Launched in 2010, the European Union's Digital Agenda set some ambitious targets for both broadband coverage and penetration in all of its member states
Under the 10-year plan, by 2020, all EU residents should be able to access broadband services capable of delivering speeds of at least 30 Mbps; and, by the same year, 50 percent of households should be signed up to ultrafast connections that deliver download speeds of 100Mbps and beyond.
It will be very difficult for Italy to hit these goals, to put it mildly. According to the Digital Agenda Scoreboard published by the Commission last May, only 21 percent of households in Italy were accessing the internet at speeds of 30Mbps or above — compared to the European average of 62 percent.
Meanwhile, connections of 100Mbps were almost non-existent, accounting for around 0.1 percent of broadband subscriptions in the country. Even according to an expert advisory team appointed by the previous Letta government, "Italy's prospects are uncertain at best".
There is a glimmer of hope however in the form of a number of measures approved earlier this month by Italy's current government led by Matteo Renzi, as part of the so called 'Sblocca Italia' (unblock Italy) decree.
The law includes tax breaks for companies that invest in or deploy "ultrafast broadband networks" — of up to 50 percent of the cost of deployment — in areas where networks would not otherwise be rolled out, given the small market size and foreseeable returns.
There are some limits on the size of investmentsn municipalities with under 5,000 residents, a company can't invest less than €200,000; between 5,000 and 10,000 residents no less than €500,000
Not every investment can benefit from this allowance, however. To be considered, rollouts have to be new (meaning they are not included in any previous industrial plan) and be in line with the European Digital Agenda targets. There are limits too on how much must be spent: in municipalities with under 5,000 residents, a company can't invest less than €200,000; between 5,000 and 10,000 residents, it's no less than €500,000; and for those above 10,000, it rises to €1m. In the first case, operators have nine months to deploy the broadband network, in the second and third, 12 months.
The Sblocca Italia decree also contemplates some other measures — geting local authorties' authorisation to carry out the civic works needed to deploy mobile broadband infrastructure will be fast-tracked.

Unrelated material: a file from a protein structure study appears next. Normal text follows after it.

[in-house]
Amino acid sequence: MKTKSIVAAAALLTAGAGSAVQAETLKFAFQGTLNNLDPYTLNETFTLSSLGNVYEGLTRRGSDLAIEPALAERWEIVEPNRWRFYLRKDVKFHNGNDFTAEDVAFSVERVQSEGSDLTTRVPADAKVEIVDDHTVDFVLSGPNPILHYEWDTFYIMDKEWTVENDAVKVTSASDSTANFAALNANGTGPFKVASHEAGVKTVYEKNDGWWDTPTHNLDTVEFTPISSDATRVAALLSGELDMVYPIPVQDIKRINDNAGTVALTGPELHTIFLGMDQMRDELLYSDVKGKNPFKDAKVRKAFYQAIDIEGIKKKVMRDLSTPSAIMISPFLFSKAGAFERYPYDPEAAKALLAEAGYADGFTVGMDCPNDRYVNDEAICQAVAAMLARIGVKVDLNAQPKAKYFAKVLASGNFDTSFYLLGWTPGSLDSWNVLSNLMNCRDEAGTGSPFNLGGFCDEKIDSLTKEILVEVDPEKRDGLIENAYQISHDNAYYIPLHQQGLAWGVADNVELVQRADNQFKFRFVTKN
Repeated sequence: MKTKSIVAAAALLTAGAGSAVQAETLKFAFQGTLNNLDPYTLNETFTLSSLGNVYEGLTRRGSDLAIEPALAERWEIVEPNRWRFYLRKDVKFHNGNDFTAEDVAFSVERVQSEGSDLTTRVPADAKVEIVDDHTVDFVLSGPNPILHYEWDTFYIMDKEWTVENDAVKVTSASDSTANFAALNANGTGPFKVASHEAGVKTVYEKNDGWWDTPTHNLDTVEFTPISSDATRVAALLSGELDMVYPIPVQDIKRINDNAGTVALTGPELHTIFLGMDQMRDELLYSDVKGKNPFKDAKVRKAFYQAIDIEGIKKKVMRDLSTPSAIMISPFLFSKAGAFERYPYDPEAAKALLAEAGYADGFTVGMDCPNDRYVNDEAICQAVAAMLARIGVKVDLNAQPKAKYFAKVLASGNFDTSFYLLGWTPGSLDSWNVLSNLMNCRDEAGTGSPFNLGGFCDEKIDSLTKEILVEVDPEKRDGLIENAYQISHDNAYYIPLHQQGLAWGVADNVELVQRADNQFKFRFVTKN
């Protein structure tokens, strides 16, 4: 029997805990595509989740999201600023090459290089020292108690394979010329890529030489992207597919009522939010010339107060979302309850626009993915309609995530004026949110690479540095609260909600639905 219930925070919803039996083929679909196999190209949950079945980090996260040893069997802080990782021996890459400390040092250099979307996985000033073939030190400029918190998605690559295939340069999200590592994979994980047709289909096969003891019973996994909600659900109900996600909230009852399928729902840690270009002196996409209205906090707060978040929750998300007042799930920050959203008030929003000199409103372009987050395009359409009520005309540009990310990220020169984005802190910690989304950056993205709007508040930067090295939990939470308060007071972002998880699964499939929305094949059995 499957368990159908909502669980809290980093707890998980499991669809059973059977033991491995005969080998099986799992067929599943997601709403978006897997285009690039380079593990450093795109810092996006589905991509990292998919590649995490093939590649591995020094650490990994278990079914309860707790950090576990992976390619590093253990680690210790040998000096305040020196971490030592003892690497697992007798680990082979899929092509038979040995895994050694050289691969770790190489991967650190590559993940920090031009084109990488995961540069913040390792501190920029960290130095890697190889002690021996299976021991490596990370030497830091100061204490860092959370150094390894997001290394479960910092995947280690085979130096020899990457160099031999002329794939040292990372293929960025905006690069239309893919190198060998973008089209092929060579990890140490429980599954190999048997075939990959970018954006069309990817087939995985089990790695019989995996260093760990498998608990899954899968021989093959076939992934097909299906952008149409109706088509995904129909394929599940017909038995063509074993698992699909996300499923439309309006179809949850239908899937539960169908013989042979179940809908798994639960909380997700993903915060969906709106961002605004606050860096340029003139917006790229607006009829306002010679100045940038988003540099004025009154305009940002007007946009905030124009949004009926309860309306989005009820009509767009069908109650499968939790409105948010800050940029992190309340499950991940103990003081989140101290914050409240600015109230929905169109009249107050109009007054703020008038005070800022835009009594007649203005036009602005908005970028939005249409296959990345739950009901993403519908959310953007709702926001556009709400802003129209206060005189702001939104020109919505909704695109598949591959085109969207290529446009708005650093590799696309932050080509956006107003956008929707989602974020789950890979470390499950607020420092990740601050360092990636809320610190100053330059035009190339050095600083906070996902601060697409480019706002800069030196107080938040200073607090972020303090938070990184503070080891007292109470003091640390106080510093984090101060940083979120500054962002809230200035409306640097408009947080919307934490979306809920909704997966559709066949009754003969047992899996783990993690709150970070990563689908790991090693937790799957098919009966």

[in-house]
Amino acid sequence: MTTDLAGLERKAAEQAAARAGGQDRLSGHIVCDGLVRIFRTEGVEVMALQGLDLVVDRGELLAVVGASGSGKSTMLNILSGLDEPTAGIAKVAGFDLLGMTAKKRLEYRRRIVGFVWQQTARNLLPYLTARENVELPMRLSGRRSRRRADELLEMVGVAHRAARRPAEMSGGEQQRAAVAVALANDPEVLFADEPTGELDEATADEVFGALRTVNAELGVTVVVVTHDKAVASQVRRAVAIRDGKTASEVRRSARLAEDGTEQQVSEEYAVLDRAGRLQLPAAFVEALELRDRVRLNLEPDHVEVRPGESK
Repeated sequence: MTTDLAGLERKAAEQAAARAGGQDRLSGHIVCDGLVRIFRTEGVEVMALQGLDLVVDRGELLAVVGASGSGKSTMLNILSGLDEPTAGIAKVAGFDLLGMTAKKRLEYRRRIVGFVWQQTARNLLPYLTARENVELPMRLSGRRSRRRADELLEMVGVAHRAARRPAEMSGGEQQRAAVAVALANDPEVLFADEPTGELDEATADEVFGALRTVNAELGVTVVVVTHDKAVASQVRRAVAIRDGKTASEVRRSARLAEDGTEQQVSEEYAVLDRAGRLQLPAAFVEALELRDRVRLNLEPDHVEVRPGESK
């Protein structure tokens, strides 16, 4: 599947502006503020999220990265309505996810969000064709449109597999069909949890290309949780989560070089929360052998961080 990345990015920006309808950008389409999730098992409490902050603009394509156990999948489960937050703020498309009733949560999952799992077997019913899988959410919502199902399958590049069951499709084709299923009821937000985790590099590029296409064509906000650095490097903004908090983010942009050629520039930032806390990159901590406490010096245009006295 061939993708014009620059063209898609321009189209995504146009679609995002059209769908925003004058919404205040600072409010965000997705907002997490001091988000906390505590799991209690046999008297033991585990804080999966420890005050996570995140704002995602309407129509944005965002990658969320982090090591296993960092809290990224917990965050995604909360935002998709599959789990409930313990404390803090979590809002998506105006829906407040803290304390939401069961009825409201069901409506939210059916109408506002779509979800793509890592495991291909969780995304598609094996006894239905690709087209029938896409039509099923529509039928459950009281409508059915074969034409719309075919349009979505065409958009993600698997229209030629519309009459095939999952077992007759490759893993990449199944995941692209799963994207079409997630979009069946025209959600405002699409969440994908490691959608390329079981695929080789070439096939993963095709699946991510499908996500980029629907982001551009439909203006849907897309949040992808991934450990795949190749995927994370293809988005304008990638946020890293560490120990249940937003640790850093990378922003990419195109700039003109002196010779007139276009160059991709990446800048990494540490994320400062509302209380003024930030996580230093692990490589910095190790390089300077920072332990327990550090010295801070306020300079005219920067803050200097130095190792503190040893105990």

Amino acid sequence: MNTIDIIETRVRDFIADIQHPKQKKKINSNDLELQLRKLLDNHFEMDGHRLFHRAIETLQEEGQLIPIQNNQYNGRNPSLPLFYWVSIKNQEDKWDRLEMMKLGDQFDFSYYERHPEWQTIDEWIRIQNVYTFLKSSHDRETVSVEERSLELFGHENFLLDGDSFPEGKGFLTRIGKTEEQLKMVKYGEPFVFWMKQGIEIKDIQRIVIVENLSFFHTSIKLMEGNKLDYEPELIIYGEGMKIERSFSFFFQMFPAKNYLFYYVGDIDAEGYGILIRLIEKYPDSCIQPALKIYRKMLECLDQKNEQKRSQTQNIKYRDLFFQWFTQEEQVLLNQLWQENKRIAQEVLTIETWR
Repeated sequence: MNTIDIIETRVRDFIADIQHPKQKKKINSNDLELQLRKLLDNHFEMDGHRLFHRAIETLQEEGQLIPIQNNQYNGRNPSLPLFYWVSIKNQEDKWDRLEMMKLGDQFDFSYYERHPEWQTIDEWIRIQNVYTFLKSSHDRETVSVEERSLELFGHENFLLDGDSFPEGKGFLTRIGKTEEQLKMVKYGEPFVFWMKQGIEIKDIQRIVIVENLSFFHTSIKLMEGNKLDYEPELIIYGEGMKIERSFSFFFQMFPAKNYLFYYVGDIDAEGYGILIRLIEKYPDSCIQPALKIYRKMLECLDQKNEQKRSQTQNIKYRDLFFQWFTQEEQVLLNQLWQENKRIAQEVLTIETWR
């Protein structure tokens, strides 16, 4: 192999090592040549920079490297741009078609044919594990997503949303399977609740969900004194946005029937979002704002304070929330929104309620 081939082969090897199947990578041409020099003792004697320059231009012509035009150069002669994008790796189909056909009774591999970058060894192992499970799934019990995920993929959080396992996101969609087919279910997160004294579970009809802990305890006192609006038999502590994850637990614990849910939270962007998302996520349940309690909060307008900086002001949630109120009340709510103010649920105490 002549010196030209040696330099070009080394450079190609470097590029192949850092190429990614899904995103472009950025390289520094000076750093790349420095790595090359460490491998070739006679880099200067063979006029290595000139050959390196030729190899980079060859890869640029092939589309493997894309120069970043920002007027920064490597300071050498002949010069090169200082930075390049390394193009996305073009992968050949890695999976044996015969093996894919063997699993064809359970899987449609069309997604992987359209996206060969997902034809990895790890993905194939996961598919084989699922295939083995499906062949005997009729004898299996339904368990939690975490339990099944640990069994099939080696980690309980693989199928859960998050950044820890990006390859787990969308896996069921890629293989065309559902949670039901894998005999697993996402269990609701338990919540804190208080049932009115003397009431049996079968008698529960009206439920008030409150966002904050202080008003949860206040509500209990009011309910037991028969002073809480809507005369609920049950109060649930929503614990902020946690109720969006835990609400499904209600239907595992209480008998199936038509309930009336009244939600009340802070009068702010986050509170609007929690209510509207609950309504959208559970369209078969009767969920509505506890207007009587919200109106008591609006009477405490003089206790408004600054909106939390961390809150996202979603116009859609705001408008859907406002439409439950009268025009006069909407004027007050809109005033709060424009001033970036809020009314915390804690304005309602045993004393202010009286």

The plan, which has been called "experimental" and will run until 31 December 2015, comes after months of negotiations (rumours first suggested the tax break would cover the 70 percent of cost of ultrafast broadband network rollouts, then only the 30 percent, with the final agreement coming halfway between the two) and has been generally well received. Network operator Metroweb, through the voice of one of its main shareholders, Cassa Depositi & Prestiti, has already announced it is considering a new industrial plan to "accelerate investment".
Asstel – the association of all companies operating in the telecommunications industry – president Cesare Avenia also applauded the initiative, saying in a statement the law finally recognises the "role of private capital in reaching the European Digital Agenda's targets", and it has the "merit of systematising in a single law the techniques for deploying telecoms networks".
Not all comments were so positive, however. "First of all, it's not clear what it's meant here by ultrabroadband. I would say it's above 30Mbps, but it's arguable. Also, the concept of being in line with the Digital Agenda targets it's quite hazy, as it could be interpreted in several ways," Rossella Lehnus, a telecommunications expert in charge of strategic planning at the Ministry of Economic Development's inhouse company Infratel, told ZDNet.
Another cause of concerns is that how the decree is implemented in practice will depend on regulations that are expected to be approved next month by the Ministry of Infrastructure and Transportation (Mise), together with the Ministry of Finance and the Revenue Service. As common sense would suggest, bringing together three or more government bodies, each with its own interests and own distinctive approach to the topic, is probably not the best way to achieve fast results.
"This kind of process has caused so far only huge delays and inefficiencies for all these projects that are meant to transform the country. To unblock the investments with the speed Italy needs, it would have been better to bring innovation, as we had proposed, to the way the law is implemented too," Avenia said.